A steeple, in architecture, is a tall tower on a building, topped by a spire and often incorporating a belfry and other components. The spire is the highest section and meant to in”spire” distant viewers. Spires may be square or octagonal, as determined by their lantern or belfry. Below the spire may be a lantern. Less than half of New England’s steeples have lanterns. They tend to be the most ornate section of any steeple. The belfry sits above the tower and houses the bell. The belfry may be open or enclosed by louvers, allowing the pealing of the bell to be heard. The lowest steeple section that rises out of the building is the tower. If a steeple has clocks, they are usually in the tower section. Steeples can have all of these features or just one. They come in all shapes and sizes.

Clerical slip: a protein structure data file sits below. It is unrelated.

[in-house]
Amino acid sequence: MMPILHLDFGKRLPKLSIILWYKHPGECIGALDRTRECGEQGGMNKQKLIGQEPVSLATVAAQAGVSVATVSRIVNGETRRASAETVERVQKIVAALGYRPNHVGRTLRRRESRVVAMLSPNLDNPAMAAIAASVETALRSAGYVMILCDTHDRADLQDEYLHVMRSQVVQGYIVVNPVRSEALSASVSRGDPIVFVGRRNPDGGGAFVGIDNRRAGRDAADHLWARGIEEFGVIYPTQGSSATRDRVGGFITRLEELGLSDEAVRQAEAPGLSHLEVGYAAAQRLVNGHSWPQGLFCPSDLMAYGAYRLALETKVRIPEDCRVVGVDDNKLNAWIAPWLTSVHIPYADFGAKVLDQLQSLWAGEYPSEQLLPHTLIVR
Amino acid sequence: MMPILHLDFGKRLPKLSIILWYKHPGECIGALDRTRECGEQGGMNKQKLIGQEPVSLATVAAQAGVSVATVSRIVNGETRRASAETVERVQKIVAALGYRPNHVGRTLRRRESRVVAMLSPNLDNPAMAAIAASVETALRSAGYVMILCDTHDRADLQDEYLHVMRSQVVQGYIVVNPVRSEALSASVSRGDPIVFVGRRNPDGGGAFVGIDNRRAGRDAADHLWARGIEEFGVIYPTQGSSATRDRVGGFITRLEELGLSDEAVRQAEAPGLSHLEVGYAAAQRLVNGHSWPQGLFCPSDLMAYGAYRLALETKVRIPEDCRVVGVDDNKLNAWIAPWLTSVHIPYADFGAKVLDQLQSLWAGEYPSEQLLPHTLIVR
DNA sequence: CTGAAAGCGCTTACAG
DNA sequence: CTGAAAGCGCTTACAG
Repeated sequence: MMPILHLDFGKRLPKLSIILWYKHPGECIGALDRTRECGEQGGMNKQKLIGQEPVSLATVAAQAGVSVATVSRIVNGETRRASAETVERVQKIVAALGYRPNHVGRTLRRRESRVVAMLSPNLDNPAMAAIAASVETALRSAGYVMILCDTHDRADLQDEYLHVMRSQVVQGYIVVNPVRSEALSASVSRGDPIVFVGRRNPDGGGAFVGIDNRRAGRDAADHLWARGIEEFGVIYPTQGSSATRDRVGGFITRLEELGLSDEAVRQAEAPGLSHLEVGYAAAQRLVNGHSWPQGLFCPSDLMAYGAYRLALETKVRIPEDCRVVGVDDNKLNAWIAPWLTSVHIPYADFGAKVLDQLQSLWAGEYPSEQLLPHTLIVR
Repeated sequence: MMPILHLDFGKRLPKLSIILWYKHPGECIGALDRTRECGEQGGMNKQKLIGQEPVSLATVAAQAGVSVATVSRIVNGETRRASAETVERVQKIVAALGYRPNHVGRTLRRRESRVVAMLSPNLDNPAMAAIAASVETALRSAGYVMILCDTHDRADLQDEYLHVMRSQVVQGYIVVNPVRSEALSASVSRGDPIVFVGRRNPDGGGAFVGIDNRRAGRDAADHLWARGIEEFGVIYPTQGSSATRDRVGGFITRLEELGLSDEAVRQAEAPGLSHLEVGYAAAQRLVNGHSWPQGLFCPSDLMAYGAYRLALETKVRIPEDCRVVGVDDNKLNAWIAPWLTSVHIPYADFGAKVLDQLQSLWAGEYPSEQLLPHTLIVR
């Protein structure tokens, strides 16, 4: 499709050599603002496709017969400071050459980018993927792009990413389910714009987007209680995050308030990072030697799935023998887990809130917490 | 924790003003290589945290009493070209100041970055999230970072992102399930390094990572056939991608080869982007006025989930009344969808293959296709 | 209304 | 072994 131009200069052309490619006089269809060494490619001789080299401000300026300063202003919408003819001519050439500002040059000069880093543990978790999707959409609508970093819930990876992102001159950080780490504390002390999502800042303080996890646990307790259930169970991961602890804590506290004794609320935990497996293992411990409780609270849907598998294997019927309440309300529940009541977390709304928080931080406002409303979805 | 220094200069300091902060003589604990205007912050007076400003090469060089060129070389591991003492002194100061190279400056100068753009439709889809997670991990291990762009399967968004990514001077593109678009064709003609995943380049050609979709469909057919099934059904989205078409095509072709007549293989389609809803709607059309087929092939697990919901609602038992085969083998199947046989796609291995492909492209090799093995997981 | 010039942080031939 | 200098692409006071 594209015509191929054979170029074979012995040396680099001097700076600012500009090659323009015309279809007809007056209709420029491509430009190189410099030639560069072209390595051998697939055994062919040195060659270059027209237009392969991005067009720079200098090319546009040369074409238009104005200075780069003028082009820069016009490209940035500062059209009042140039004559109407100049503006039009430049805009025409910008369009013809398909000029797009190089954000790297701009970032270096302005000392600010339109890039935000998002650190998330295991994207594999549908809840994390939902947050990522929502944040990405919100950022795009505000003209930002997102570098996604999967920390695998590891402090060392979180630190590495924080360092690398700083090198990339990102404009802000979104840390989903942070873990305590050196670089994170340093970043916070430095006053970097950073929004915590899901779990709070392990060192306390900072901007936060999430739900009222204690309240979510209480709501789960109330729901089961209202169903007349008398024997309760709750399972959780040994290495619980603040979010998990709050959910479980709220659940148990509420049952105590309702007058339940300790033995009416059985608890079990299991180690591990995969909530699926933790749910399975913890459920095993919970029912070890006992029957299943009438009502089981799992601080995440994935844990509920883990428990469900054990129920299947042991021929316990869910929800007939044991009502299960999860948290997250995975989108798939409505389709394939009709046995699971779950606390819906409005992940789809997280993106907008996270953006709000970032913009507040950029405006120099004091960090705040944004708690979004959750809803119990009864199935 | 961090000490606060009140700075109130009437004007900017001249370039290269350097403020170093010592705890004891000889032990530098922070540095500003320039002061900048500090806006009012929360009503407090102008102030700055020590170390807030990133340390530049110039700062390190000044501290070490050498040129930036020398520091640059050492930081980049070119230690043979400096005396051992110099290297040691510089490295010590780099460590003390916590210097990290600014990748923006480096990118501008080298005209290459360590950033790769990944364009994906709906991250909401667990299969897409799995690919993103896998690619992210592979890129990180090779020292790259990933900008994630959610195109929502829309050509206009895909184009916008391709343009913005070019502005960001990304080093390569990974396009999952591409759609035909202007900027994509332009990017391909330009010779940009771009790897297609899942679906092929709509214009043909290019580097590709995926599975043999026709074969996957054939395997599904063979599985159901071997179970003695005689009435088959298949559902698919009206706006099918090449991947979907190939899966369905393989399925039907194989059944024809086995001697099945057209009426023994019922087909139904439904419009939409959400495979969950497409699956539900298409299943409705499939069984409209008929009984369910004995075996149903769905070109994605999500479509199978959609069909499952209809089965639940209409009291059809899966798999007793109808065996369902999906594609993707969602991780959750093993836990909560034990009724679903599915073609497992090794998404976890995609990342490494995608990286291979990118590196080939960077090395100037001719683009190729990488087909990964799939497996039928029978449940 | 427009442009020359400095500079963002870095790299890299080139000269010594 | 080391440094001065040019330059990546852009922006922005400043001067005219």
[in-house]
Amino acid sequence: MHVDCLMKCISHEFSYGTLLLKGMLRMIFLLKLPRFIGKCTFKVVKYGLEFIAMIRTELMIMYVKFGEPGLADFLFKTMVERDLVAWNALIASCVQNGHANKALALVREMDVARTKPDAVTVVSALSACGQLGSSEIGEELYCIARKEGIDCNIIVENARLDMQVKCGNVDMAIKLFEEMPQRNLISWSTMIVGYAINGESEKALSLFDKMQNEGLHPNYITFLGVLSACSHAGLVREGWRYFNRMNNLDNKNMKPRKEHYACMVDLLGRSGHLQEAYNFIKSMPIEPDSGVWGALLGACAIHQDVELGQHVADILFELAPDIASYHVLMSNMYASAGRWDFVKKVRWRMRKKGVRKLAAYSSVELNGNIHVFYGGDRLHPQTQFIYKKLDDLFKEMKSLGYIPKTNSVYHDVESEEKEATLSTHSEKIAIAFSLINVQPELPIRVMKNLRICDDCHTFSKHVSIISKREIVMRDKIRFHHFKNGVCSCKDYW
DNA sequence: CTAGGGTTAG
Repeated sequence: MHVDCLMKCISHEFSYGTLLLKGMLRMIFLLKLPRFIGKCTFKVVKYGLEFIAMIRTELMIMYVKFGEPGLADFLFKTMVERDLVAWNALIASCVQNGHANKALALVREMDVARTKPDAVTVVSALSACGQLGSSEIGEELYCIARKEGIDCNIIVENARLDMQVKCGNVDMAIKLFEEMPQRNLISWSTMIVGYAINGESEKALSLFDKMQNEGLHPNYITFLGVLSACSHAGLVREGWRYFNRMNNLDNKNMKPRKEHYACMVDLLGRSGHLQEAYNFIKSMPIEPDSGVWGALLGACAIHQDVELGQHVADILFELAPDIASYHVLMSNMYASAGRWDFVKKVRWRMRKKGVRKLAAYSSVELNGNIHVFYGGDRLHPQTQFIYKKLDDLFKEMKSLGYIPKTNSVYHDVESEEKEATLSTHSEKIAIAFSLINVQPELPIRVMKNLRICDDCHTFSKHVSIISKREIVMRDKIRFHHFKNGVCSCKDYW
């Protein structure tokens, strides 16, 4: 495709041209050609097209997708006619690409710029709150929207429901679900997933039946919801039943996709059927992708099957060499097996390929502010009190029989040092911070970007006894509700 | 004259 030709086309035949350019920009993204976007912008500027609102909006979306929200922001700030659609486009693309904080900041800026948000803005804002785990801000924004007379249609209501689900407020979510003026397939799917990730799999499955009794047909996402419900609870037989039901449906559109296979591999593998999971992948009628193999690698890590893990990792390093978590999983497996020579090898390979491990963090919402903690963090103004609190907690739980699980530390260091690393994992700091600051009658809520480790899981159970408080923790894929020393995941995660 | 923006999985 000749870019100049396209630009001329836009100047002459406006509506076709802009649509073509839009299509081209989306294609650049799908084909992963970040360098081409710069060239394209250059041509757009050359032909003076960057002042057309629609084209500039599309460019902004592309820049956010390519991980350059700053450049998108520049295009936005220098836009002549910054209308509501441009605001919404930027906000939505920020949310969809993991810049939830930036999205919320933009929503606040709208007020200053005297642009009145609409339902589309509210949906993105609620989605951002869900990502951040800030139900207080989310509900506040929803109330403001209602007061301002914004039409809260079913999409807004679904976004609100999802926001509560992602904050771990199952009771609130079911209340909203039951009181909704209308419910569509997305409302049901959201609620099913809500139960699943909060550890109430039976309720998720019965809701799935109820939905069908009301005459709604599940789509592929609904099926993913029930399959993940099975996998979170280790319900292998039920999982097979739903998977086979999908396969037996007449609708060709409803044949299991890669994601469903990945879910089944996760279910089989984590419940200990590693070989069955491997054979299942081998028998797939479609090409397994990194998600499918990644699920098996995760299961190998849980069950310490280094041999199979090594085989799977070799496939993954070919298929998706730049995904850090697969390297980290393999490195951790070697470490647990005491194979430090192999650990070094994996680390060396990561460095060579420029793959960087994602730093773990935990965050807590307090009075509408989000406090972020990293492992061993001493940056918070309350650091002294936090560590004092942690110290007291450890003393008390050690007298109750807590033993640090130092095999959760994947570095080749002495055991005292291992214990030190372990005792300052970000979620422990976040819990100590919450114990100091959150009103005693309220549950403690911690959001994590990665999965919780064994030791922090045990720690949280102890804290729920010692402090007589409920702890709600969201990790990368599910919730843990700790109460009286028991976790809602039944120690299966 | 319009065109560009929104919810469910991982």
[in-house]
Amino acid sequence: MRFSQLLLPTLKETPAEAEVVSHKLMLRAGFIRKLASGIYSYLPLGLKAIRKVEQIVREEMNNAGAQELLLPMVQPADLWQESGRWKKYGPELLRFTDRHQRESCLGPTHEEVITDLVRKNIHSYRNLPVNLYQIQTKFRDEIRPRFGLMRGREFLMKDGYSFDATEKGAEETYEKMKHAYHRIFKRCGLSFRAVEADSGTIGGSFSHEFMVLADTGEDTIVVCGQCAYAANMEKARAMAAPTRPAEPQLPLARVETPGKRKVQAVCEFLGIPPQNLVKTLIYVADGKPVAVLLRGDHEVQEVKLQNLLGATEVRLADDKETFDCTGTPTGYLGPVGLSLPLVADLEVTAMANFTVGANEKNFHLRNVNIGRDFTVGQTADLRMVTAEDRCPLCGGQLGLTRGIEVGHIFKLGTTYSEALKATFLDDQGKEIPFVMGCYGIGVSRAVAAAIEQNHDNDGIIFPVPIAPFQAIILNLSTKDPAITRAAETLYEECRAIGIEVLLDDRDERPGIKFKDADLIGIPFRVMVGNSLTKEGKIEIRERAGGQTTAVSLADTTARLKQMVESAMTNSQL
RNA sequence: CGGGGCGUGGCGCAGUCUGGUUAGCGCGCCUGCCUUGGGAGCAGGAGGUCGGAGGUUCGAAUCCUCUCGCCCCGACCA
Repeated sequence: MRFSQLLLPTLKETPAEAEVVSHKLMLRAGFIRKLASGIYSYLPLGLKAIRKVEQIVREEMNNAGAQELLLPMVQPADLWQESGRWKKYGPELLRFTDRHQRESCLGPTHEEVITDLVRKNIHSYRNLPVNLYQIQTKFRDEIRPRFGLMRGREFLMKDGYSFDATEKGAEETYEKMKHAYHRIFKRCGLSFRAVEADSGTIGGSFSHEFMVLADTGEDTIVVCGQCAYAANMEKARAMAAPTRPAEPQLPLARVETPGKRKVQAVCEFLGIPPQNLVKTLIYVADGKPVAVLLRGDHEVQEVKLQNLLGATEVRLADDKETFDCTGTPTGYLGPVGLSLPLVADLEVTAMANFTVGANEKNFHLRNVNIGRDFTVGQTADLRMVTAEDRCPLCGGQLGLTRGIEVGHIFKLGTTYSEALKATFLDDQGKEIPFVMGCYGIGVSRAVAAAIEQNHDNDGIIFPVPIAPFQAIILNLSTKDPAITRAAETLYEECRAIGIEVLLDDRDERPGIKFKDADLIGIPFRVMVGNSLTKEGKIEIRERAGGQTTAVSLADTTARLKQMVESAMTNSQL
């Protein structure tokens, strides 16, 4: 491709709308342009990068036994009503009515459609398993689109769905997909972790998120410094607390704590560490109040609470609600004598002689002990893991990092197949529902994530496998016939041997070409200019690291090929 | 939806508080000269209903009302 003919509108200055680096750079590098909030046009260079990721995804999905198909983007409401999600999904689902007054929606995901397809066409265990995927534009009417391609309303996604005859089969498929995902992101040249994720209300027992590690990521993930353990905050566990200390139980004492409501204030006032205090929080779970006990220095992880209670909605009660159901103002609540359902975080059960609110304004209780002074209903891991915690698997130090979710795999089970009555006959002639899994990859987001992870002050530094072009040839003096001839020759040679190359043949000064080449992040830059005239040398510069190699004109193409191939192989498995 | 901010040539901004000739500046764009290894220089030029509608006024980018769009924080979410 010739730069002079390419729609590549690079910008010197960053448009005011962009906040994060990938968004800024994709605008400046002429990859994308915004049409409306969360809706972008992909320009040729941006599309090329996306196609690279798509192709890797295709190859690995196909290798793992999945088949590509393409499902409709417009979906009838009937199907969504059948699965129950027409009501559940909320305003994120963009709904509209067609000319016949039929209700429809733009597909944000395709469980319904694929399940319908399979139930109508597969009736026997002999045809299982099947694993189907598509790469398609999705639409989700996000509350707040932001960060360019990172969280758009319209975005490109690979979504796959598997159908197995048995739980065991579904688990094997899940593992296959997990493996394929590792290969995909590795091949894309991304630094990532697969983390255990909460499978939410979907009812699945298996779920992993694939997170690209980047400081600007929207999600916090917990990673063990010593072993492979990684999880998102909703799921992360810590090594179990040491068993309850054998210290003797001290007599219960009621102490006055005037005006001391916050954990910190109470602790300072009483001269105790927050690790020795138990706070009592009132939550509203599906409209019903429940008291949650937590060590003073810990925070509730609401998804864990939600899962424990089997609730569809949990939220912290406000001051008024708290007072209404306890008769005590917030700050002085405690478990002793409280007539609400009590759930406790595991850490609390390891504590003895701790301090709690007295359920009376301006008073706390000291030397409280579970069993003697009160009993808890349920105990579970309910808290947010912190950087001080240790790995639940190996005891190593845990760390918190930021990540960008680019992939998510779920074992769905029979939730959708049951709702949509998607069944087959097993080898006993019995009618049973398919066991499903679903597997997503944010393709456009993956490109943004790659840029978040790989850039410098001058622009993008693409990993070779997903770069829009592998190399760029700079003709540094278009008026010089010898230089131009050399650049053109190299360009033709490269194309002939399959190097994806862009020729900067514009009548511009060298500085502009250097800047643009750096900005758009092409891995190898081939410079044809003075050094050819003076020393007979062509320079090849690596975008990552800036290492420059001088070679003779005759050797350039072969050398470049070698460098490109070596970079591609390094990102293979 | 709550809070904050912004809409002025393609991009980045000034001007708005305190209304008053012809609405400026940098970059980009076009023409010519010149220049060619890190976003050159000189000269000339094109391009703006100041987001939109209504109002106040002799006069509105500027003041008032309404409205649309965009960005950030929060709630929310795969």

Want to know more about the history of the craft, read on here.
And watch the fearless Fred Dibnah is this video documentary here.
Are you a Steeplejack? We’d love to hear your story. Contact firstname.lastname@example.org.
A special thanks to our good friends at Southgate Steeplejacks of Barre, Vermont.
To learn more about the restoration in the photo above, click here.
Thank you for reading.